In August of this year, the Property Care Association (PCA), a trade body representing damp-proofing and timber preservation specialists, announced that it was “taking pre-emptive action to help secure access to vital products used in the protection and preservation of UK buildings”.
The association’s pre-emptive action was to launch a one-day training course and professional-use register designed to enable users of biocides in wood preservation products to “demonstrate their specialist credentials in the safe and effective use of timber protection chemicals”.
Steve Hodgson, the PCA’s chief executive, explained that over the past few years, restrictions on the use of biocides have affected the availability of timber protection chemicals.
In an announcement to the press, Hodgson said: “Within this regulatory framework, many products used to control timber decay and wood destroying insects have now been withdrawn. Others can now only be used by professionals.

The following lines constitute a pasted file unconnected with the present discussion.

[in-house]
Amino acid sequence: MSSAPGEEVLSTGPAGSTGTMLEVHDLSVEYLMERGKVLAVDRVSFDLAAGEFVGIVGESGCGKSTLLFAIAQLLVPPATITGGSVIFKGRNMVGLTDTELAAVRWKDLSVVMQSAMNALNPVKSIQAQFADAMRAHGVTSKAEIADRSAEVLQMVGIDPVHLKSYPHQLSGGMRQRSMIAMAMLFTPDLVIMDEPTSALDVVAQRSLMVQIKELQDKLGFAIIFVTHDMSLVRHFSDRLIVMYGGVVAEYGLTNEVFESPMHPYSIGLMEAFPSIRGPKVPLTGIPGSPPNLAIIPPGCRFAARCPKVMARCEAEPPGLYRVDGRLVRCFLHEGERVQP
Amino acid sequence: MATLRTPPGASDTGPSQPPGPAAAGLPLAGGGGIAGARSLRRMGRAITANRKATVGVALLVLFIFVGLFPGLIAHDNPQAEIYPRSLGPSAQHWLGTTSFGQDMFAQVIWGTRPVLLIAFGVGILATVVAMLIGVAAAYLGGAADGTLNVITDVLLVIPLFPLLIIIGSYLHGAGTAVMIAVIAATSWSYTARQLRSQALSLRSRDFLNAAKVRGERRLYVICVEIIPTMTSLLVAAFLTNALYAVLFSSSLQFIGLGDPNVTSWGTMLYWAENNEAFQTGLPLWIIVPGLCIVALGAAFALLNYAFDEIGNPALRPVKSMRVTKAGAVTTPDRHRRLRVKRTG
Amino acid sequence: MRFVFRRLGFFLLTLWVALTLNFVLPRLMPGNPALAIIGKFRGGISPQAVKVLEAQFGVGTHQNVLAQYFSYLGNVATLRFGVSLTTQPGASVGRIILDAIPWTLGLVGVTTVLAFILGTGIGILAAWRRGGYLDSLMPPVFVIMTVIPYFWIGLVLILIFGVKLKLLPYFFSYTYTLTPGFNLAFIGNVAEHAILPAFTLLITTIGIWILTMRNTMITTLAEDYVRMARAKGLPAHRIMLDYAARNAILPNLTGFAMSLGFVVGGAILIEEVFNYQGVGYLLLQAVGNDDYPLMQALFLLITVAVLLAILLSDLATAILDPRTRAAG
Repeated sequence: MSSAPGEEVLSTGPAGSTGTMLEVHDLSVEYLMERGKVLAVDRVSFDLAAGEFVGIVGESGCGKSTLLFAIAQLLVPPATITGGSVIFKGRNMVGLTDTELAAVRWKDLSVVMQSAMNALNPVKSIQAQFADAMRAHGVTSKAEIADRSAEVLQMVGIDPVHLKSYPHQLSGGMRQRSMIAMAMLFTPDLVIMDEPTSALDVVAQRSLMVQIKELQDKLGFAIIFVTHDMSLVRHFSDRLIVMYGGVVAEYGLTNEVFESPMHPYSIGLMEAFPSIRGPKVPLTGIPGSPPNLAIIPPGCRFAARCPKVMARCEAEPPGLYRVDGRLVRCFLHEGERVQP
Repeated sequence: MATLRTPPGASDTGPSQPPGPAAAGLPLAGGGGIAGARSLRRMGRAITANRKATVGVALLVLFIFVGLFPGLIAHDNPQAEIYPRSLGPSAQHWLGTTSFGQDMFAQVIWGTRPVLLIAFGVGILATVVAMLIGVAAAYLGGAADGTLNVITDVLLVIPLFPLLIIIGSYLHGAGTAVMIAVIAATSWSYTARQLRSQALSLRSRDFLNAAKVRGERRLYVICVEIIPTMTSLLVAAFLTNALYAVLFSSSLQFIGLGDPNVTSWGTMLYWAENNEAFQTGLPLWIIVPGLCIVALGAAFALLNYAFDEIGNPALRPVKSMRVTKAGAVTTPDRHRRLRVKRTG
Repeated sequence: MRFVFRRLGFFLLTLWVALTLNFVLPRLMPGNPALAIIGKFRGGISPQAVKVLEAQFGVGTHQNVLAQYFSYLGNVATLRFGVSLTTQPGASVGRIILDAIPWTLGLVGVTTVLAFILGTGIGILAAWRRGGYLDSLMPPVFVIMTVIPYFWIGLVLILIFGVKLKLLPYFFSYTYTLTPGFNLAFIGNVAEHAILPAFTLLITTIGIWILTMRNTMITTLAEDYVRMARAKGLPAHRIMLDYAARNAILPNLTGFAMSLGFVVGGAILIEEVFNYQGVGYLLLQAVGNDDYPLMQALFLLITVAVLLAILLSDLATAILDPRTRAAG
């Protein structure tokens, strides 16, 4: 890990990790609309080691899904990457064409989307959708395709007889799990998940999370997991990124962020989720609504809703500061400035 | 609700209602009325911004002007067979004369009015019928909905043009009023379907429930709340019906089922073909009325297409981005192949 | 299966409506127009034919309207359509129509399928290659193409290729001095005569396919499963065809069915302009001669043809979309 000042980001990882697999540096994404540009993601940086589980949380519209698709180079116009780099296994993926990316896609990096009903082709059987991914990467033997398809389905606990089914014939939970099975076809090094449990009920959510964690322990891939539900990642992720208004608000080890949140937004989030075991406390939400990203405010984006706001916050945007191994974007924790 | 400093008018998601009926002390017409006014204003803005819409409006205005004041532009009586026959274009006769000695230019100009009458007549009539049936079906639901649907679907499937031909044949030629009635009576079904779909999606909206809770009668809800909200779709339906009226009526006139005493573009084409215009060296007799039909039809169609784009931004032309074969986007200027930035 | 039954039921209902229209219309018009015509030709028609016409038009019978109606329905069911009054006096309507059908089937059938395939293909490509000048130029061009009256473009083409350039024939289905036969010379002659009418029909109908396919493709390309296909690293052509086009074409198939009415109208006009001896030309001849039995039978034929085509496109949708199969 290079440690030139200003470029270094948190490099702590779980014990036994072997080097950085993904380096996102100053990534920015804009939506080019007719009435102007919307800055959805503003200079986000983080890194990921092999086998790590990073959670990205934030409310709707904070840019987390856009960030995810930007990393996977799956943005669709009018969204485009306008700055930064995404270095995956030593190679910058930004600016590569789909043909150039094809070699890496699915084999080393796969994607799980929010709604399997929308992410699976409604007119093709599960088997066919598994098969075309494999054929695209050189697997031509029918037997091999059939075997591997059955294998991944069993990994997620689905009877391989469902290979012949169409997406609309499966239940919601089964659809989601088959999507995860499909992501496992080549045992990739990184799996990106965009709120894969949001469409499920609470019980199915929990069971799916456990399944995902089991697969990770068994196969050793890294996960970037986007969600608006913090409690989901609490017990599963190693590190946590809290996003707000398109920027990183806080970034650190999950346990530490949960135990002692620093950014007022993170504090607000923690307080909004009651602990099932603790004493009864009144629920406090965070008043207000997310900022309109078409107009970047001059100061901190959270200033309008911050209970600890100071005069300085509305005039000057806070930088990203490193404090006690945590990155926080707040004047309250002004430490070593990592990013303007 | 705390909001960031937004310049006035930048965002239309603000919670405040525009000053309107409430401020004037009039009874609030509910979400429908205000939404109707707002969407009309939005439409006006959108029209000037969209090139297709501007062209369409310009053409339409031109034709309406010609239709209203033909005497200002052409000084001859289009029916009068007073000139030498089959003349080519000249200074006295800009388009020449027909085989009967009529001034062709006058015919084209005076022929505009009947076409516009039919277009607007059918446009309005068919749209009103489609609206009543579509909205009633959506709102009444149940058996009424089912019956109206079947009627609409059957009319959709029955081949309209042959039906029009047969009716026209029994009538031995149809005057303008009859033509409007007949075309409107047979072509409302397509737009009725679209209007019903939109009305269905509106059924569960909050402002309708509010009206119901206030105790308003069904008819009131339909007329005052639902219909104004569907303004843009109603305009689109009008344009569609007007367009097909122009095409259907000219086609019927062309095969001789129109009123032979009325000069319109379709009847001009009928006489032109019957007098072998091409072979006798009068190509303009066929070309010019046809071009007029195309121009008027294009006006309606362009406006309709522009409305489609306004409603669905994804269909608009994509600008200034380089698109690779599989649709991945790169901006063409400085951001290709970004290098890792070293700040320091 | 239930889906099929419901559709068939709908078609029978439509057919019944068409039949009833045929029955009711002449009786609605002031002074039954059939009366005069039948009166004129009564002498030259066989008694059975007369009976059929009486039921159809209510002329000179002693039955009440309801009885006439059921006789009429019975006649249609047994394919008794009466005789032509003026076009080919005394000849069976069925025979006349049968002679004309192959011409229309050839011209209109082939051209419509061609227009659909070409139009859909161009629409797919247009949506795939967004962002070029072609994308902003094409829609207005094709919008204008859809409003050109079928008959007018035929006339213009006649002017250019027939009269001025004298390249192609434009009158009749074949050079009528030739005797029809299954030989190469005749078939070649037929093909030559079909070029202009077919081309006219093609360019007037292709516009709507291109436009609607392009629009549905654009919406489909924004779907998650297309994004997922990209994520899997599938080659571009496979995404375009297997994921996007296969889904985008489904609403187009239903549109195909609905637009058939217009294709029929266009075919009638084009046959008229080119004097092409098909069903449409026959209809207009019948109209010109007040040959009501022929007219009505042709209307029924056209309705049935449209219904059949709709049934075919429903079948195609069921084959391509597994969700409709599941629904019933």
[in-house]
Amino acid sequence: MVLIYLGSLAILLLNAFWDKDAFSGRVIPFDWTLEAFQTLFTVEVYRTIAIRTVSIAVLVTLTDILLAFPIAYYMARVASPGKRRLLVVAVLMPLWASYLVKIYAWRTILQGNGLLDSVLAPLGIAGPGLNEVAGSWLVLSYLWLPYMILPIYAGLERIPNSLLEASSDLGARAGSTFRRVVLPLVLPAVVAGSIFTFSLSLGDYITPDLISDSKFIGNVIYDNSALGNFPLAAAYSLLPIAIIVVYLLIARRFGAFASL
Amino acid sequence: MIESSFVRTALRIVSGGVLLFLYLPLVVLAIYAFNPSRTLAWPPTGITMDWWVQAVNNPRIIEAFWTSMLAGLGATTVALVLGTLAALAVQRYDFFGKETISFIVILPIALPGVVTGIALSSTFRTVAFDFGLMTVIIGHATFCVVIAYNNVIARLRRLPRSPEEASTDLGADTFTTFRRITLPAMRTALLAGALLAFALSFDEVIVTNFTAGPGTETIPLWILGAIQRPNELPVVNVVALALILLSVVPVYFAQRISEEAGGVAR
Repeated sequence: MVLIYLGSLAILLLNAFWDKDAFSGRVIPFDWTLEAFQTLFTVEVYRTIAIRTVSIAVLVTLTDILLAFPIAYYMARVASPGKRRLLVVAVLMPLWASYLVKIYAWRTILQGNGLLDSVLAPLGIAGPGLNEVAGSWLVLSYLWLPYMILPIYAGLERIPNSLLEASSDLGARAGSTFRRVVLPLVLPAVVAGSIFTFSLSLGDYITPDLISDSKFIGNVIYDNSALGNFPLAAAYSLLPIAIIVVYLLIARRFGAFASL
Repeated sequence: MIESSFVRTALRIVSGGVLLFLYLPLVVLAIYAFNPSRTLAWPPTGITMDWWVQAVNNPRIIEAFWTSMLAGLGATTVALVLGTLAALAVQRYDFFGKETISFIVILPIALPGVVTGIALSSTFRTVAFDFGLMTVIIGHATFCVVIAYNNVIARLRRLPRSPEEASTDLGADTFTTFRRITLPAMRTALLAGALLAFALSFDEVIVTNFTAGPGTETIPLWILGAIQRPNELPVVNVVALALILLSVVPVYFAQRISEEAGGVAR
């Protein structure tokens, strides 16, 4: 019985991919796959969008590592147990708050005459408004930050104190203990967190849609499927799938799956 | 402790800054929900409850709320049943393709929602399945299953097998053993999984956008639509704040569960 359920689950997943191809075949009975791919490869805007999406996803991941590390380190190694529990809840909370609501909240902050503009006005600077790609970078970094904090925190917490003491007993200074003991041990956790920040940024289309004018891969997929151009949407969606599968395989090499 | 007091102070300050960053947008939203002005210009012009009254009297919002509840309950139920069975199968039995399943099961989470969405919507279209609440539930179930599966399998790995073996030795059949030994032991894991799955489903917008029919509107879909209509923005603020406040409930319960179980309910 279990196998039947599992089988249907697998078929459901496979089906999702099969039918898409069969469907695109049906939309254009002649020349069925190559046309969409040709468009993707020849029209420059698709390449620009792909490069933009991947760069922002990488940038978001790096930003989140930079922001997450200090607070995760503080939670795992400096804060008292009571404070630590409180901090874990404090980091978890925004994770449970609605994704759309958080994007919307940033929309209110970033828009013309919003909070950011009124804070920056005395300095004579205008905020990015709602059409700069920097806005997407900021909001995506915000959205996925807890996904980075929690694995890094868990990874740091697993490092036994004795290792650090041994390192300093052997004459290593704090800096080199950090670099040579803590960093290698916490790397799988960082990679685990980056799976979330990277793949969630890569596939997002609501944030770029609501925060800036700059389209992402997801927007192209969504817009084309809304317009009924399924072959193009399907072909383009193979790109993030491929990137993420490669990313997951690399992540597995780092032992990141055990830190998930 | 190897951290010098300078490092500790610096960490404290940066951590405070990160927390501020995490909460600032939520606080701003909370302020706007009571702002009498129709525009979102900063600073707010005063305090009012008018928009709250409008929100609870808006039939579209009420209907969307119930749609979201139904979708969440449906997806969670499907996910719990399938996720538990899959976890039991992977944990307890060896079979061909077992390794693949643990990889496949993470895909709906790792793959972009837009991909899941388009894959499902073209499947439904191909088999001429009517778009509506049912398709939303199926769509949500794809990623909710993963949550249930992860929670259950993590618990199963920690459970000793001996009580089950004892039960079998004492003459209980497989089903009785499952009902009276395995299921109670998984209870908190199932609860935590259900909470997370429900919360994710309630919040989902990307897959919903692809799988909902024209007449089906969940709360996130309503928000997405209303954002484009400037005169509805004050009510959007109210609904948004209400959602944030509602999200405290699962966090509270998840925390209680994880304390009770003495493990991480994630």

“If we lose the remaining formulas it will cost property owners a fortune as they face the significant consequence of their property being effectively ‘written-off’.
“Therefore it really is vital we protect these biocides by providing a route for home-owners and property professionals to seek out professional users who are trained, skilled and competent in the application of these products,” said Hodgson.
Concerns over exposure to potentially toxic chemicals and, more recently, a growing awareness of the harmful effects of air pollution, have meant people now treat pesticides and fungicides with more caution than previously, says Hodgson.
“Fifteen or 20 years ago, there was a whole gamut of products available – some of them pretty nasty, like lindane and TBTO [tributyltin oxide] – a whole stack of them that are not used today,” he says. “But what really affected their availability was the biocides directive that set new standards for registering formulations.”